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Biofeedback and Self-regulation

, Volume 5, Issue 2, pp 249–255 | Cite as

Psychophysiological effects of autogenic training and progressive relaxation

  • Shoshana Shapiro
  • Paul M. Lehrer
Original Articles

Abstract

Although autogenic training and progressive relaxation are widely used relaxation techniques, little research has been conducted on their comparative effects. Twenty-two normal subjects received five sessions of instruction in either progressive relaxation or autogenic training over a 5-week period. Both types of training, when compared to the control group, significantly decreased SCL-90 scores on four scales: anxiety, depression, number of symptoms, and intensity of symptoms. Also, autogenic training appeared to produce specific effects on self-perception of heaviness and warmth in the limbs and depth of breathing. However, there were no significant differences between groups in pretest versus posttest changes in heart rate or skin conductance. These results are consistent with the results of other recent research on nonanxious individuals in this laboratory.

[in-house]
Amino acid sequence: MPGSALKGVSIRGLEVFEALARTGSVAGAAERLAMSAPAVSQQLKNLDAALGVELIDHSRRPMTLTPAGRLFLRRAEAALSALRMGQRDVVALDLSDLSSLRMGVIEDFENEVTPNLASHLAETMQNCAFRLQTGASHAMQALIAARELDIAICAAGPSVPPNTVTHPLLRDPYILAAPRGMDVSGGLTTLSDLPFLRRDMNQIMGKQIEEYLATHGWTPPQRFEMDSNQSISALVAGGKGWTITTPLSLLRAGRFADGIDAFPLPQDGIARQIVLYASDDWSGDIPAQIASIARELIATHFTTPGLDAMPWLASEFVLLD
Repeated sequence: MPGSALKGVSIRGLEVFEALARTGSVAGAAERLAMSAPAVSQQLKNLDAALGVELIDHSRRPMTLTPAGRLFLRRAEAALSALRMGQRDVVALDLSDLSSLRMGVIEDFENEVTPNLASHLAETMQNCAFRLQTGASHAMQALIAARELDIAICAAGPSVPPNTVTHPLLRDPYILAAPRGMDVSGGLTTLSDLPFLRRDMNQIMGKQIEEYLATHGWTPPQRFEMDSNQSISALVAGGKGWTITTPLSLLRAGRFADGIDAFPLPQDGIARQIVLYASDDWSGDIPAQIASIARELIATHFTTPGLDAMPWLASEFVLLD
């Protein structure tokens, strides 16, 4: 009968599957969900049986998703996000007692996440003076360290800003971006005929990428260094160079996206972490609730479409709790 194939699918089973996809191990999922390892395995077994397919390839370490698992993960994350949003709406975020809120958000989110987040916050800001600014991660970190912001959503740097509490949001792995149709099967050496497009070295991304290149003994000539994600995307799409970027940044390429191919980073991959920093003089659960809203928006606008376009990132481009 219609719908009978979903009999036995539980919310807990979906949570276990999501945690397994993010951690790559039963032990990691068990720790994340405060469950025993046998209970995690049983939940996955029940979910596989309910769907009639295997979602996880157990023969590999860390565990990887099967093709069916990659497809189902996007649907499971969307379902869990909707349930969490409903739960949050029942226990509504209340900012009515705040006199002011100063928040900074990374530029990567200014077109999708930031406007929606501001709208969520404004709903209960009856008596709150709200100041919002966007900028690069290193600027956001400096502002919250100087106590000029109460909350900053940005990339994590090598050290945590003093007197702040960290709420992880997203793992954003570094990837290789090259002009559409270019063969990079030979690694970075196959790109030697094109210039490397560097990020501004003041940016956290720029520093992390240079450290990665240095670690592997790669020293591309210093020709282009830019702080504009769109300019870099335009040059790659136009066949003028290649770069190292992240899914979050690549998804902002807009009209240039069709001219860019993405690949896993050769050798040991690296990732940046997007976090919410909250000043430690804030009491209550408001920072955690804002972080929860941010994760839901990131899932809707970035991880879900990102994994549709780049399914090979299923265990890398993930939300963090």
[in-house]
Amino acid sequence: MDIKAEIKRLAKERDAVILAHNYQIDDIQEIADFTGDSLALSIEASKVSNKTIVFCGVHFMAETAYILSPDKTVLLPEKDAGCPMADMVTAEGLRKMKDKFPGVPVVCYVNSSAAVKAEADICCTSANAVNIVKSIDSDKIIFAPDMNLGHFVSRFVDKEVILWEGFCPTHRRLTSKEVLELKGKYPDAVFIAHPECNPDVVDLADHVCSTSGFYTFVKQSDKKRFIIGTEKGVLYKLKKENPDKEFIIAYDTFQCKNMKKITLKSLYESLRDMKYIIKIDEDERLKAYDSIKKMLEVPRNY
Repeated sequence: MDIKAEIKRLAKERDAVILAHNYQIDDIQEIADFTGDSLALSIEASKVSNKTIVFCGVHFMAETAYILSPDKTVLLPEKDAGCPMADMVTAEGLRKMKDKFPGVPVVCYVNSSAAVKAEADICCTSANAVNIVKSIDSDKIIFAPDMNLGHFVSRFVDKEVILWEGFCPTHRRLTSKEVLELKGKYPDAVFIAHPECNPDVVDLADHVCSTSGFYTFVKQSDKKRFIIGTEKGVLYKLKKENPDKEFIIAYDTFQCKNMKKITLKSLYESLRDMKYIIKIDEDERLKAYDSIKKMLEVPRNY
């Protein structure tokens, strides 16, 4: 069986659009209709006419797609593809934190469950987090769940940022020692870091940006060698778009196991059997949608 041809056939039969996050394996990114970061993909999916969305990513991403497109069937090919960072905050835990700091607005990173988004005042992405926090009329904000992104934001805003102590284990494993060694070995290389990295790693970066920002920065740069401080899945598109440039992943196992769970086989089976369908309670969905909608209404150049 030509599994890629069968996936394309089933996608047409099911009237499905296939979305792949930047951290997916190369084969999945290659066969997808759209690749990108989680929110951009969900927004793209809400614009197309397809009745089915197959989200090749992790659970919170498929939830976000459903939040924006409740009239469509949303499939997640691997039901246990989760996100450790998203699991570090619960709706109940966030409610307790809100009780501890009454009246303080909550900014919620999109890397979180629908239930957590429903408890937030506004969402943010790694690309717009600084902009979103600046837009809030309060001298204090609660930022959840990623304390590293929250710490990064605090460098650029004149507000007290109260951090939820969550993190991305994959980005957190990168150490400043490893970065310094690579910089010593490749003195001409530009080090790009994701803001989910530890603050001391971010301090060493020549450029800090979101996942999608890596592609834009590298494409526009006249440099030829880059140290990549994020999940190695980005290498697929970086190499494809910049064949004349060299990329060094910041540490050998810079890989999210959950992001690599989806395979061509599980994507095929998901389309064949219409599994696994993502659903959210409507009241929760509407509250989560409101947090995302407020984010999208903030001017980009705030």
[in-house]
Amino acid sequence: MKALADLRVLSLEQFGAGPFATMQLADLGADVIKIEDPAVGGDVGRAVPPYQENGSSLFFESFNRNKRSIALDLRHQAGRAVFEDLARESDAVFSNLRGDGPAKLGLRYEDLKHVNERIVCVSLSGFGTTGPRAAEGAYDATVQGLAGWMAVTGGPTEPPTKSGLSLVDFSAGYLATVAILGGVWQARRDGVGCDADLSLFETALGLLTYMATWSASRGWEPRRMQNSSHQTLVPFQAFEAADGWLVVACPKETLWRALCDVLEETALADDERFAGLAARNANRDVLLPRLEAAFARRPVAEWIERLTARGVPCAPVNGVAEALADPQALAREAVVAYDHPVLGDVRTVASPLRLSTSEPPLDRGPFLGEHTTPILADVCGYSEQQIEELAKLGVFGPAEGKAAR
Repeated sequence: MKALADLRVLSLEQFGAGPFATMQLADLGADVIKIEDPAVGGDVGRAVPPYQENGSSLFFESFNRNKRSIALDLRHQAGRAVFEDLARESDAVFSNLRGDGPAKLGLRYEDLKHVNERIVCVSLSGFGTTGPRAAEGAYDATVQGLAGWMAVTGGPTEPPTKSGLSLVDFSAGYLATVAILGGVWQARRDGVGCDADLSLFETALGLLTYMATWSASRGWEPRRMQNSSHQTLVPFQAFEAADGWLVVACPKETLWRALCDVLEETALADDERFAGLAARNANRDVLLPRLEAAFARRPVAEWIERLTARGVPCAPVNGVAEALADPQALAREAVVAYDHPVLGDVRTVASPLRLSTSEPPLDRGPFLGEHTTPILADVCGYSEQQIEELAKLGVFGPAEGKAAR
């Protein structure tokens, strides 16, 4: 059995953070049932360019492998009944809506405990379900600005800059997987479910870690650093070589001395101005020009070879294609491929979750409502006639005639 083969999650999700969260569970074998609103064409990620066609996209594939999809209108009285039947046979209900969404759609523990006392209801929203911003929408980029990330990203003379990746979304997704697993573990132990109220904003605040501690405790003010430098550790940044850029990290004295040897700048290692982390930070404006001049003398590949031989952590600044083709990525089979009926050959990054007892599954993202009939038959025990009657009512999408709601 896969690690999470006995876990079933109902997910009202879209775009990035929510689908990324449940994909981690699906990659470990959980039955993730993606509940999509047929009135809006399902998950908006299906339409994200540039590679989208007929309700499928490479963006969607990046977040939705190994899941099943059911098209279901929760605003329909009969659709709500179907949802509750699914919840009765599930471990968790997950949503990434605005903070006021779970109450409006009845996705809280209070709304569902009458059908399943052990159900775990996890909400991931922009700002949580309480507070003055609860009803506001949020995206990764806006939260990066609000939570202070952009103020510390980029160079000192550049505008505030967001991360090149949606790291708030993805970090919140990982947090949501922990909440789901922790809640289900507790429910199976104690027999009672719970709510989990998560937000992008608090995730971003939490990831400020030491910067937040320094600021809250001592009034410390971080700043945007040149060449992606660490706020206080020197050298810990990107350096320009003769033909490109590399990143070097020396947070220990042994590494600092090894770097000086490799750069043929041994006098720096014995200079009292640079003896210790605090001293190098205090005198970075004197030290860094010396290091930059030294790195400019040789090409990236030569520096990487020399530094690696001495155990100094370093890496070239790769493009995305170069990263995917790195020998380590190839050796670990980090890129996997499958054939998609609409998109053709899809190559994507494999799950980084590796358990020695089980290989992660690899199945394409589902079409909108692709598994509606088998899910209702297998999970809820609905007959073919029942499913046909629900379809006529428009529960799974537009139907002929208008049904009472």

Keywords

Heart Rate Health Psychology Specific Effect Comparative Effect Skin Conductance 
These keywords were added by machine and not by the authors. This process is experimental and the keywords may be updated as the learning algorithm improves.

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Copyright information

© Plenum Publishing Corporation 1980

Authors and Affiliations

  • Shoshana Shapiro
    • 1
  • Paul M. Lehrer
    • 2
  1. 1.Rutgers UniversityUSA
  2. 2.CMDNJ-Rutgers Medical SchoolUSA

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